Clostridium Difficile and COVID-19: Novel Risk Factors for A
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A 66-year old female with a history of fibromyalgia, gastroesophageal reflux disorder, traumatic brain injury, anxiety, depression, hypertension, constipation, and acute blood loss anemia during recent spine surgery seven weeks ago was transferred to the emergency room (ER) from a rehabilitation facility for watery diarrhea of 10 days duration and altered mental status for one day. The patient was receiving physical therapy at the facility for the past five weeks following elective spine surgery involving posterior L3-S1 fusion for pseudoarthrosis. She received perioperative antibiotics. Her medications included duloxetine, lubiprostone, losartan, propranolol, and gabapentin.

She was diagnosed with SARS-CoV2 infection via nasopharyngeal swab testing at her facility during a routine screening two weeks before her presentation. She remained asymptomatic from a respiratory standpoint; however, she developed severe diarrhea and was receiving supportive treatment until she deteriorated.

In the ER, vitals were remarkable for hypotension with blood pressure 70/50mmHg. Labs showed elevated INR, elevated creatinine, leukocytosis, and low serum bicarbonate. The abdomen was soft but had mild diffuse tenderness on palpation. She was hospitalized and underwent a CT scan of the head, chest, abdomen, and spine. CT abdomen revealed diffuse pancolitis. Stool tested positive for Clostridium difficile infection, and she was started on oral vancomycin. A nasopharyngeal swab was positive for COVID-19. She was treated for sepsis due to Clostridium difficile infection, acute kidney injury, and acute encephalopathy. The patient's vitals and mental status improved to normal with fluid resuscitation and supportive management. She was treated with heparin for primary prevention of deep vein thrombosis. On Day 5, she developed a new-onset colicky and severe abdominal pain.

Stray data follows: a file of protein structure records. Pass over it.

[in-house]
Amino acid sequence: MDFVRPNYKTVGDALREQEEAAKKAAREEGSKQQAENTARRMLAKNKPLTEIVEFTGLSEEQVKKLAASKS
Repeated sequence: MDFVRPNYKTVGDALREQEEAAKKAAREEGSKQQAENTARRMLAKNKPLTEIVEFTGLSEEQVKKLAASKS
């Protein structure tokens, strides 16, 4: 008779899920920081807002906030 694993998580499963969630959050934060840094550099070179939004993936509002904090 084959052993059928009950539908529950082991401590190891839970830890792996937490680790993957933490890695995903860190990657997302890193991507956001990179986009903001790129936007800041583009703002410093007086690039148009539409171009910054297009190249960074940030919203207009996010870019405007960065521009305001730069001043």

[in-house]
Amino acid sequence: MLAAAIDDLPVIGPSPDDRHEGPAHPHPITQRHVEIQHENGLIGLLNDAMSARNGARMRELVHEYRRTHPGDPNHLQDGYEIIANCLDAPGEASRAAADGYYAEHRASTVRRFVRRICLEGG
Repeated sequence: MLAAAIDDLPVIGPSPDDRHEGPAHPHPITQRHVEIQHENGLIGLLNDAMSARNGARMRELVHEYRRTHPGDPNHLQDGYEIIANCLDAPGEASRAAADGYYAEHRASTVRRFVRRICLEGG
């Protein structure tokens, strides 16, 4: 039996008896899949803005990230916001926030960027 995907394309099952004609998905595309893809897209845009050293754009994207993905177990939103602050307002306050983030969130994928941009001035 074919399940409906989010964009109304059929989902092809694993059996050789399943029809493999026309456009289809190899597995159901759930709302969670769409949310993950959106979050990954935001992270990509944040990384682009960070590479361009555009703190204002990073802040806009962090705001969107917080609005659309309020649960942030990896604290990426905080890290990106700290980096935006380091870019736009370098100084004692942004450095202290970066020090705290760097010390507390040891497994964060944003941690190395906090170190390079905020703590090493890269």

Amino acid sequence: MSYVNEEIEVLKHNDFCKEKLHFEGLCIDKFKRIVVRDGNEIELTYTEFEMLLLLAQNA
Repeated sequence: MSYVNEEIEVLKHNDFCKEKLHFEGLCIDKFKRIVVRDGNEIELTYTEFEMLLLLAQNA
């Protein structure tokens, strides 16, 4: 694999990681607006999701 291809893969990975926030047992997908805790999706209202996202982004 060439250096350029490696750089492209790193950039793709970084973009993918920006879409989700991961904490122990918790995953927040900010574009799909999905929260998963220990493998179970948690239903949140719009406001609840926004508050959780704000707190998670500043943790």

Due to a lack of improvement in watery diarrhea, the persistence of abdominal pain, and the development of mild abdominal distension, a repeat CT scan of the abdomen/pelvis was obtained on the sixth day of the hospital course. It showed acute portal vein thrombus involving the left branch, moderate ascites along with findings of persistent colitis. Hepatic steatosis was identified, and there was no evidence of malignancy. JAK-2 mutation testing was negative. The patient was initially treated with intravenous unfractionated heparin and transitioned to apixaban at the time of discharge to complete six months of therapy. Her symptoms of diarrhea and abdominal pain resolved gradually in the next few days. Renal function returned to baseline. She was discharged back to the rehabilitation facility in a stable condition.